Mike Staggs, Director Bureau of Fisheries Management, WDNR, was unable to attend.

From new Treasurer Cornell Stroik, our Bass specie rep., the Wisconsin Bass Federation clubs have not and are not actively pushing for culling in their tournaments this year. Also representing C.A.S.T., he said that C.A.S.T. should continue working toward the education of people holding tournaments.

Meyer added that “…WCSFO work together with WWF and other interested groups to get together possibly in September or October of 2010 for learning how to run a fishing tournament.” This was discussed and unanimously passed.

Our 2010 statewide spring meeting will again be held at Gander Mountain in Franklin, WI. The date for the meeting is on March 20, and this is the third Saturday.

For representation, member clubs must send their delegates. New member clubs are always welcome as are new individual and business members.

Respectively submitted,
L.A. Van Veghel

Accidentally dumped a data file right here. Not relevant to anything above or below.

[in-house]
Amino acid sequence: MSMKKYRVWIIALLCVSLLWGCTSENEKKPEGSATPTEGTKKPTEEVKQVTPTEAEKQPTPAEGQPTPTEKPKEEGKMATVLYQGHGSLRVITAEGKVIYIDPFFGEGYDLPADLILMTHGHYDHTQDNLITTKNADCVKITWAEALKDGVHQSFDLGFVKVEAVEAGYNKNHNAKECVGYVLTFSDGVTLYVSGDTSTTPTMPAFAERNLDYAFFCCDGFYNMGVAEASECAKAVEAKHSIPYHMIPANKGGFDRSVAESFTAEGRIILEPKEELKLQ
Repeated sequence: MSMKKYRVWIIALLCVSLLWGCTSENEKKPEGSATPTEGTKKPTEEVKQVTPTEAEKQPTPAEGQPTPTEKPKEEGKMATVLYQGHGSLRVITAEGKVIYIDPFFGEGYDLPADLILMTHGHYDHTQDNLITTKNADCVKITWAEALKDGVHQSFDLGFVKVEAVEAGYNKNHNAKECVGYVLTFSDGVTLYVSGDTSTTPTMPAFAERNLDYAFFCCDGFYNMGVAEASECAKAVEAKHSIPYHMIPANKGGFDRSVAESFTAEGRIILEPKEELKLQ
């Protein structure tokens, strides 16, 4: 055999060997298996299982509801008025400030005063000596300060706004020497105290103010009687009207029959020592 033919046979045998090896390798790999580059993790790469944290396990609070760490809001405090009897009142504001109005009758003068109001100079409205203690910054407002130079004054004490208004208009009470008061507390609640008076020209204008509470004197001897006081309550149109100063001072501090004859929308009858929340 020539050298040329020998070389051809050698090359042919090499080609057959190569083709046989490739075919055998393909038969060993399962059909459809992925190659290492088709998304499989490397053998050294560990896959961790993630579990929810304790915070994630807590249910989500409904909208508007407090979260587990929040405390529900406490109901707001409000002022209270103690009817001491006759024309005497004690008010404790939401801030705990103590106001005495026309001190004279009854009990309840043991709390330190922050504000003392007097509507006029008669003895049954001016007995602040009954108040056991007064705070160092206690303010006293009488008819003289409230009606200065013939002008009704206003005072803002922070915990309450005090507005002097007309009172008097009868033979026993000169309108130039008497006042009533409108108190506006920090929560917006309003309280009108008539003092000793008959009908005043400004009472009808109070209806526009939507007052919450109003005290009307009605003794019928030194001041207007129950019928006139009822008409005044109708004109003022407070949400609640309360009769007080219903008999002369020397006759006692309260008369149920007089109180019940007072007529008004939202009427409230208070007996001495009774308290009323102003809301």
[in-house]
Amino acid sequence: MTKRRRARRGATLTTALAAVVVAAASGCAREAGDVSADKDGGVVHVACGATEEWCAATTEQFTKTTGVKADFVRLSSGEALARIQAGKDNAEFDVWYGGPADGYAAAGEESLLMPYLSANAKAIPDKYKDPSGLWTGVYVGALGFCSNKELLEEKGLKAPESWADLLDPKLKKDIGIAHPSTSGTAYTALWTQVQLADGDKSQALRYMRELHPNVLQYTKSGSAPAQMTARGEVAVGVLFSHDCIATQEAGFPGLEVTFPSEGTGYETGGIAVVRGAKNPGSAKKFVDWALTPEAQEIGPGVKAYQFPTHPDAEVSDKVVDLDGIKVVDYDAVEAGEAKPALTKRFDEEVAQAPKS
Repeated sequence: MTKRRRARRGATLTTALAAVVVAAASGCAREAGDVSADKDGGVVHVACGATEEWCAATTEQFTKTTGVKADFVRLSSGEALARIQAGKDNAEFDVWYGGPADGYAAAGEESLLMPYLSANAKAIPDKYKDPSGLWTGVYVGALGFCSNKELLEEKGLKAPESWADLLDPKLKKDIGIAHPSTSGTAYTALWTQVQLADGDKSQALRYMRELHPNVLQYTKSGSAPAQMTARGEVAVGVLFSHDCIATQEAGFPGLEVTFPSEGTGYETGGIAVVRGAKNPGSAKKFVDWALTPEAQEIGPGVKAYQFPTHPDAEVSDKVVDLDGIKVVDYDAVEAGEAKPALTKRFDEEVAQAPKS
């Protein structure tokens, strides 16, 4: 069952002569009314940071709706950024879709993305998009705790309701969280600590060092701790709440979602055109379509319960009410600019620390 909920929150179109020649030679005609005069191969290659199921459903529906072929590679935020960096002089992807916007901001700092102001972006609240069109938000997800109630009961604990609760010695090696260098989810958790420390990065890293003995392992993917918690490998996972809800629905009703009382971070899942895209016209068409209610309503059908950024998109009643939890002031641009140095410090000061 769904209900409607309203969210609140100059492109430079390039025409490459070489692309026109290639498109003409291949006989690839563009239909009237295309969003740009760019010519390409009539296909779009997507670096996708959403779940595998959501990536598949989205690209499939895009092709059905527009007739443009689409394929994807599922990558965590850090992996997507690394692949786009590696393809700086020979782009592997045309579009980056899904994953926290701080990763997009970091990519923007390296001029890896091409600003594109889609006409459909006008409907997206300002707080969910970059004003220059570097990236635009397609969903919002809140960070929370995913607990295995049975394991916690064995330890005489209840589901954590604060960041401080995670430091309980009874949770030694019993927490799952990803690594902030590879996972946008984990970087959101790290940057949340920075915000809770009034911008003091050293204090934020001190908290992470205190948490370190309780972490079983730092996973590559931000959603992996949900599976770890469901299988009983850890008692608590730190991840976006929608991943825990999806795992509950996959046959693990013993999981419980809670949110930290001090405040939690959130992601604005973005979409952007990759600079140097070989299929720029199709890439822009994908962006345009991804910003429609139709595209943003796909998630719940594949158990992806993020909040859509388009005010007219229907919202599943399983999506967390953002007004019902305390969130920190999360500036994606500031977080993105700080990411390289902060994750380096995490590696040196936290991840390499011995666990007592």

WCSFO Secretary & Media Director

Wisconsin Fishing Club, Ltd. - Meeting Notice

Dec. 14, 2009 - Brian Moe, Ice Team PowerStick Tournament Angler and Little Atom Pro-Staff member discusses Early season ice fishing, lakes, tackle, ice conditions and techniques, 7 p.m. meeting & 8 p.m. speaker.

Yester Years Pub and Grill, 9427 W. Greenfield Ave., West Allis, 414-476-9055.

Contact: Dan Freiherr, treasurer, (414) 464-9316.

Fishing reports, fishing equipment raffle, special membership drive plus hot food is available.

Wisconsin Fishing Club, Ltd. Nov. 9, 2009 Minutes
2009 - Our 43rd year as an all species club.
President Cliff Schulz opened our meeting by welcoming new member Jeff who fishes Big Green for pike and bass plus he bow hunts for carp. Cliff then introduced the officers. He followed this with the fishing reports which I’ve posted on our website.